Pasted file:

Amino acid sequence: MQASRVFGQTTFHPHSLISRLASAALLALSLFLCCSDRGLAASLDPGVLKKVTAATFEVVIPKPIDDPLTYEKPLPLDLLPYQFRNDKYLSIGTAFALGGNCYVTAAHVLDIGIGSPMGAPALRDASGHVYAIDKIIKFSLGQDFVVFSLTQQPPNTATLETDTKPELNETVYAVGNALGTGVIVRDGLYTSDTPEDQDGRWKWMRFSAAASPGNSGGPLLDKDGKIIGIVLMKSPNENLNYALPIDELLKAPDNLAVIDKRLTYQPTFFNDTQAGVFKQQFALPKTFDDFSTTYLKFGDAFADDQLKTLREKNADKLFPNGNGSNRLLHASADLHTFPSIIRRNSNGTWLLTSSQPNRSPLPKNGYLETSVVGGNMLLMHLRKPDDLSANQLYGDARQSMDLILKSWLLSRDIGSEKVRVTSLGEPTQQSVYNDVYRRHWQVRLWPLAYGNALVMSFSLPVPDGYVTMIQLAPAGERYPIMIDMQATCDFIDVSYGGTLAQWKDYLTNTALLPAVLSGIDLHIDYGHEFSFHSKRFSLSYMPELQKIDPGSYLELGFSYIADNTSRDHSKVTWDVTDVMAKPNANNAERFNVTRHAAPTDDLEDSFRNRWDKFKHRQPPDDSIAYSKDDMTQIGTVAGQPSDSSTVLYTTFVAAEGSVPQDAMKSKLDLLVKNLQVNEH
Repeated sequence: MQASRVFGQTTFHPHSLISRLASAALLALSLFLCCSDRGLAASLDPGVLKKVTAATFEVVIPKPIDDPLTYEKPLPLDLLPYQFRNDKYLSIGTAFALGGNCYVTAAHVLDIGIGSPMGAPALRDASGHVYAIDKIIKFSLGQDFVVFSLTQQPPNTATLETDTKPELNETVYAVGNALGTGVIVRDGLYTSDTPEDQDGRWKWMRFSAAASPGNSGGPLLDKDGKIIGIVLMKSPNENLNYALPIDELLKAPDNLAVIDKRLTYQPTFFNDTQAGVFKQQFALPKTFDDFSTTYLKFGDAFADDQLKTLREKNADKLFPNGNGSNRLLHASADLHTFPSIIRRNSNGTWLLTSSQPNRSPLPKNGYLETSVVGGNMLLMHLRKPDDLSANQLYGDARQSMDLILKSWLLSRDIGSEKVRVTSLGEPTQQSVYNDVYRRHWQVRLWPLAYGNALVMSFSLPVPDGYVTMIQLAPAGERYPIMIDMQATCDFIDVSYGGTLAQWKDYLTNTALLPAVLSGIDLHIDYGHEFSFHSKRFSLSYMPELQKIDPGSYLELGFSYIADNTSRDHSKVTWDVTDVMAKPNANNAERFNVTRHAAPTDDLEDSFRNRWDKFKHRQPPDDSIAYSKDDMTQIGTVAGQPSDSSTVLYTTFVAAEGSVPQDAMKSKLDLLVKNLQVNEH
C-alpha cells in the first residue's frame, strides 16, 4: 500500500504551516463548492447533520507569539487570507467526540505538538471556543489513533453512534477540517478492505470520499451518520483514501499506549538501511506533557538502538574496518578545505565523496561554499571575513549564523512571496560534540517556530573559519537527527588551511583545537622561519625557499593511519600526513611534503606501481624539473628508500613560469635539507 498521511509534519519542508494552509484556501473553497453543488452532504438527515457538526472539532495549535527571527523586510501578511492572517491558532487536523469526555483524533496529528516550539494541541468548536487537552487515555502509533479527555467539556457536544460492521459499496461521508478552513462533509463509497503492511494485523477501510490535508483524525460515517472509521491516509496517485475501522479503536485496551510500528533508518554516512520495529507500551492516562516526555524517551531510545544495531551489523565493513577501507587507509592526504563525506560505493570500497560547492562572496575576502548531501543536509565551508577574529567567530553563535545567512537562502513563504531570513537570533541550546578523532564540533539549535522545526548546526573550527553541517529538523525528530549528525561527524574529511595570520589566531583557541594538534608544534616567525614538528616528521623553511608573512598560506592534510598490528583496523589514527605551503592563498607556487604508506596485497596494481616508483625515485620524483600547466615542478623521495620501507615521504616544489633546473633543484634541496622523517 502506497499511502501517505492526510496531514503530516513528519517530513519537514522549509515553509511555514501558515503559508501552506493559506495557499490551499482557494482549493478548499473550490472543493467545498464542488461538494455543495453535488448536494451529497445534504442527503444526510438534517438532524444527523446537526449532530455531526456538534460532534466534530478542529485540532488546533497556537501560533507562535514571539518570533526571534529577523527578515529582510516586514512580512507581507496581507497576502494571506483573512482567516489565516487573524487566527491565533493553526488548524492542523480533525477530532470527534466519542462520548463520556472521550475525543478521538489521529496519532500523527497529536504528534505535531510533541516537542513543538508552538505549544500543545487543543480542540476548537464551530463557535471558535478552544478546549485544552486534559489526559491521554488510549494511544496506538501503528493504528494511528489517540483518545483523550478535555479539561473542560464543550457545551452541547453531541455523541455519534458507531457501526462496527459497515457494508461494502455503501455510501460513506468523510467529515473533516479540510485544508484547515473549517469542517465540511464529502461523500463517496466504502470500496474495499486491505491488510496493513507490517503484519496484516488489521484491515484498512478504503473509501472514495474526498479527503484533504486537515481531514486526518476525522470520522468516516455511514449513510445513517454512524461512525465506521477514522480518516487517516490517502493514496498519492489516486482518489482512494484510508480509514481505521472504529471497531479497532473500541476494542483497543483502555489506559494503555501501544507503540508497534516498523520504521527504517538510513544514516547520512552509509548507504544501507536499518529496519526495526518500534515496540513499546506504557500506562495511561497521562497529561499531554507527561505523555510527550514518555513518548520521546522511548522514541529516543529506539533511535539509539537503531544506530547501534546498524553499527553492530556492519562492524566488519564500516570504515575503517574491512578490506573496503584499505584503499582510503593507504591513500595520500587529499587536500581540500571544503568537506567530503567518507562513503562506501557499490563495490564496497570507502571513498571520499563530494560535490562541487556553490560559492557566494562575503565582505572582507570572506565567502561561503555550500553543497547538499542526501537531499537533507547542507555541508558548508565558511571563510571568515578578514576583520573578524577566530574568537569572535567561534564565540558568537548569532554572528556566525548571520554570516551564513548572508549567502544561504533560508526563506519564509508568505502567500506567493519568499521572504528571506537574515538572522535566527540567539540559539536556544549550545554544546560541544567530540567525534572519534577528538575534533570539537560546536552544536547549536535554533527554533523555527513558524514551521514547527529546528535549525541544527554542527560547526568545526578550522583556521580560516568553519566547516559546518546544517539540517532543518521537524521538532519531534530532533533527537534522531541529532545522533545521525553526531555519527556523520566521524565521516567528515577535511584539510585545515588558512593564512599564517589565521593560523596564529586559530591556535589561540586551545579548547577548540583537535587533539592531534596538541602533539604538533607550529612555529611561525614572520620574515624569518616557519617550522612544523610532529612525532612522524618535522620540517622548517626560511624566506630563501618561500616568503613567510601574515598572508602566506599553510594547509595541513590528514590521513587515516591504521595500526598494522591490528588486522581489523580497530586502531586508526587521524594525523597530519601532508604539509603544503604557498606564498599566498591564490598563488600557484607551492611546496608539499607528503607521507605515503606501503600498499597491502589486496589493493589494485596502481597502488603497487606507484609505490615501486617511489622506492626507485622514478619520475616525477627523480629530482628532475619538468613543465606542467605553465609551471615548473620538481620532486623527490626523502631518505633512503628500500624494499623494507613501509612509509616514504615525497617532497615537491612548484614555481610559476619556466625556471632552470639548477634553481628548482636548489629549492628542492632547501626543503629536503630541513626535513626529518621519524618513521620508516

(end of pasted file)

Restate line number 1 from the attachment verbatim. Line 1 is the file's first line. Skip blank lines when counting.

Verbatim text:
Amino acid sequence: MQASRVFGQTTFHPHSLISRLASAALLALSLFLCCSDRGLAASLDPGVLKKVTAATFEVVIPKPIDDPLTYEKPLPLDLLPYQFRNDKYLSIGTAFALGGNCYVTAAHVLDIGIGSPMGAPALRDASGHVYAIDKIIKFSLGQDFVVFSLTQQPPNTATLETDTKPELNETVYAVGNALGTGVIVRDGLYTSDTPEDQDGRWKWMRFSAAASPGNSGGPLLDKDGKIIGIVLMKSPNENLNYALPIDELLKAPDNLAVIDKRLTYQPTFFNDTQAGVFKQQFALPKTFDDFSTTYLKFGDAFADDQLKTLREKNADKLFPNGNGSNRLLHASADLHTFPSIIRRNSNGTWLLTSSQPNRSPLPKNGYLETSVVGGNMLLMHLRKPDDLSANQLYGDARQSMDLILKSWLLSRDIGSEKVRVTSLGEPTQQSVYNDVYRRHWQVRLWPLAYGNALVMSFSLPVPDGYVTMIQLAPAGERYPIMIDMQATCDFIDVSYGGTLAQWKDYLTNTALLPAVLSGIDLHIDYGHEFSFHSKRFSLSYMPELQKIDPGSYLELGFSYIADNTSRDHSKVTWDVTDVMAKPNANNAERFNVTRHAAPTDDLEDSFRNRWDKFKHRQPPDDSIAYSKDDMTQIGTVAGQPSDSSTVLYTTFVAAEGSVPQDAMKSKLDLLVKNLQVNEH